James Weirick is a Professor in the Department of Landscape Architecture, University of New South Wales, Australia. Weirick began studying the Griffin's as a college student. He has spent his career tracing their paths on three continents and has published widely on their history. Weirick has a personal connection to the Griffins. His Uncle was one of the last students in Australia to study landscape architecture under Walter Burley Griffin.
QUESTION: What do you think attracted the Griffins to enter the Canberra competition?
JAMES WEIRICK: Well, I think from the 1890's Griffin was very interested in what was happening in Australia which was going through a process of redefining itself in a rerun of the American experience of the founding fathers. And it was that progressive era of the United States, the social and economic experiment that was undertaken in Australia, that seemed to be really quite inspirational. It seemed to be a younger and purer version of America's own democracy. And Griffin who was a devoted follower of the radical, political economist Henry George was gaining his knowledge through the single textbook literature which was looking at, I suppose, a more equitable society.
QUESTION: But they had never been to Australia, had they?
JAMES WEIRICK: Well, I don't know really how much Walter and Marion knew about Australia. They had extraordinary images for the site of the Australian federal capital and the material being supplied by the Australian authorities. In addition to that, while they were working on the competition entry they met an Australian woman who was working on the Australian Trade Women's League in Chicago, a really important woman in Australian history, Marlas Franklin, a distinguished novelist who came from that very district in Canberra. And I'm quite sure that it was talking to Marlas Franklin that gave the Griffins the grand sense of the Canberra site, particularly the perspective that Marion drew that looks across to the distant ranges were Franklin grew up. I think that having, literally someone who knew that path of the far corner of the earth, they were able to place themselves in the landscape very imaginatively.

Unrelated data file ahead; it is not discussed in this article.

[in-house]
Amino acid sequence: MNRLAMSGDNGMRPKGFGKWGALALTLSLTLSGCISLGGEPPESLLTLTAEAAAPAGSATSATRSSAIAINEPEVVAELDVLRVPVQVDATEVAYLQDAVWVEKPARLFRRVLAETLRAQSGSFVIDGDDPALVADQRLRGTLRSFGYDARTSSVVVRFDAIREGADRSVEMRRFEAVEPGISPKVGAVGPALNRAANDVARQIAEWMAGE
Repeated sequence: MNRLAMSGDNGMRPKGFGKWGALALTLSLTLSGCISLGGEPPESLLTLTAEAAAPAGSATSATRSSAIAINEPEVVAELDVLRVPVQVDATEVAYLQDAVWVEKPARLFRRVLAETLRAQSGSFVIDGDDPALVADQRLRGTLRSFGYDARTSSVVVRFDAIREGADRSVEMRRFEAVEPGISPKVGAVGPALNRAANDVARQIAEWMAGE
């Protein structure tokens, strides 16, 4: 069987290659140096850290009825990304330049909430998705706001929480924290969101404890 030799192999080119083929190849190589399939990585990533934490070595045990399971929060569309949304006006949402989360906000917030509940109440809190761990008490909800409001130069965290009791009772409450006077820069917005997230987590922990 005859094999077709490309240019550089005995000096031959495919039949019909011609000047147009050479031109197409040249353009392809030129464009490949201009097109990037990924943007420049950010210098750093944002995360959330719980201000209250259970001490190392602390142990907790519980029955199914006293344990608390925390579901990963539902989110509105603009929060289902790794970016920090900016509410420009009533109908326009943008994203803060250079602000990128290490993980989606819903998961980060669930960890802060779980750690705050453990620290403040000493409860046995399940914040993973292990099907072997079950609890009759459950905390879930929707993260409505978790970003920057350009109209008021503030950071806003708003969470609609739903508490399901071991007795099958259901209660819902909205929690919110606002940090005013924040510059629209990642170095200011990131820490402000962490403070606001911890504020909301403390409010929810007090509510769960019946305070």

QUESTION: How would you describe the relationship of the Griffins?
JAMES WEIRICK: Well, I think as a creative and professional partnership as distinct from their personal relationship there is no question that they perfectly balanced each other, that Griffin certainly was an ideas person who could come up with endless variations on any theme. But he lacked the capacity to draw it or realize it or represent his ideas. He really struggled to represent graphically the range of complex design solutions that his mind could generate. But Marion could draw anything. So she could visualize anything that Walter suggested. And I think that as they began to work together it reached the point where Marion's mode of representation began to inform Walter's way of thinking to the point where they became the perfect creative partnership.